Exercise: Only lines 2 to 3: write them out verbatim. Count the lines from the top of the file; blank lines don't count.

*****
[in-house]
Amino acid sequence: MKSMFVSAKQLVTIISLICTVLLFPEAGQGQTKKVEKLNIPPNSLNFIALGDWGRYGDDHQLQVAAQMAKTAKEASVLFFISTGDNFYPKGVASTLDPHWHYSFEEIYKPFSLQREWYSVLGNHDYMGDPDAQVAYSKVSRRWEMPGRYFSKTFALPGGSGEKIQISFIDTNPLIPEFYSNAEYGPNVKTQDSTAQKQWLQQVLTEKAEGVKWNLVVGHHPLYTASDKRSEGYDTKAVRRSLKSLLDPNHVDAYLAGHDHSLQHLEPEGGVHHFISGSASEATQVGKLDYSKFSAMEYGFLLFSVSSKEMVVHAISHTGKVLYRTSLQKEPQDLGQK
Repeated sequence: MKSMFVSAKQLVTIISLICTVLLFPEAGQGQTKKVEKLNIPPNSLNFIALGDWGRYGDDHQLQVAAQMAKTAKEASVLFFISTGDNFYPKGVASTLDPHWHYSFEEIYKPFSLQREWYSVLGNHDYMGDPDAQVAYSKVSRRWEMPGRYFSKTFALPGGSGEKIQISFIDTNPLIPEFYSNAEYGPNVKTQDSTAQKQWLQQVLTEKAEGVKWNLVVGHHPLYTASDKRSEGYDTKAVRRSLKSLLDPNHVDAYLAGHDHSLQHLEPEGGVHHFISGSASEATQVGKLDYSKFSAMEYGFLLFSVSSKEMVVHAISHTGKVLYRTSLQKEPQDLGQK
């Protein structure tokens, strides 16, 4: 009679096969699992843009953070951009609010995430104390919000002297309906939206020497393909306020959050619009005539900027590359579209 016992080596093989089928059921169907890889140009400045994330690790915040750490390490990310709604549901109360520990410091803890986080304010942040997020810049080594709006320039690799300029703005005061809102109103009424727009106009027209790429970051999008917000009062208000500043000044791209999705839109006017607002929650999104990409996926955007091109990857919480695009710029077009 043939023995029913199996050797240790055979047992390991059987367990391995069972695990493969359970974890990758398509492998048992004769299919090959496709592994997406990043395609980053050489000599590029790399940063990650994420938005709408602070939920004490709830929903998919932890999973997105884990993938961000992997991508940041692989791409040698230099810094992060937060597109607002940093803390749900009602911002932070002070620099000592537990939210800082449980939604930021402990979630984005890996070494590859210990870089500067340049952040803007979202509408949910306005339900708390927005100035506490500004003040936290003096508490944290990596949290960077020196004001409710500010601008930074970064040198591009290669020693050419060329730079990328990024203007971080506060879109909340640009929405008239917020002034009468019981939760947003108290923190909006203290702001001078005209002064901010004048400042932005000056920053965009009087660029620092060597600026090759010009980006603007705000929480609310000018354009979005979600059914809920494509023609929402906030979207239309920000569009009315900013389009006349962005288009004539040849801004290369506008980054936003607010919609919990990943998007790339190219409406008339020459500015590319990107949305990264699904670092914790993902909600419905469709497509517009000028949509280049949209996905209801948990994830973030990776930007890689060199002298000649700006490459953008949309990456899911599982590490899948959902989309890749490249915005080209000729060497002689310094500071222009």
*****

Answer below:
Amino acid sequence: MKSMFVSAKQLVTIISLICTVLLFPEAGQGQTKKVEKLNIPPNSLNFIALGDWGRYGDDHQLQVAAQMAKTAKEASVLFFISTGDNFYPKGVASTLDPHWHYSFEEIYKPFSLQREWYSVLGNHDYMGDPDAQVAYSKVSRRWEMPGRYFSKTFALPGGSGEKIQISFIDTNPLIPEFYSNAEYGPNVKTQDSTAQKQWLQQVLTEKAEGVKWNLVVGHHPLYTASDKRSEGYDTKAVRRSLKSLLDPNHVDAYLAGHDHSLQHLEPEGGVHHFISGSASEATQVGKLDYSKFSAMEYGFLLFSVSSKEMVVHAISHTGKVLYRTSLQKEPQDLGQK
Repeated sequence: MKSMFVSAKQLVTIISLICTVLLFPEAGQGQTKKVEKLNIPPNSLNFIALGDWGRYGDDHQLQVAAQMAKTAKEASVLFFISTGDNFYPKGVASTLDPHWHYSFEEIYKPFSLQREWYSVLGNHDYMGDPDAQVAYSKVSRRWEMPGRYFSKTFALPGGSGEKIQISFIDTNPLIPEFYSNAEYGPNVKTQDSTAQKQWLQQVLTEKAEGVKWNLVVGHHPLYTASDKRSEGYDTKAVRRSLKSLLDPNHVDAYLAGHDHSLQHLEPEGGVHHFISGSASEATQVGKLDYSKFSAMEYGFLLFSVSSKEMVVHAISHTGKVLYRTSLQKEPQDLGQK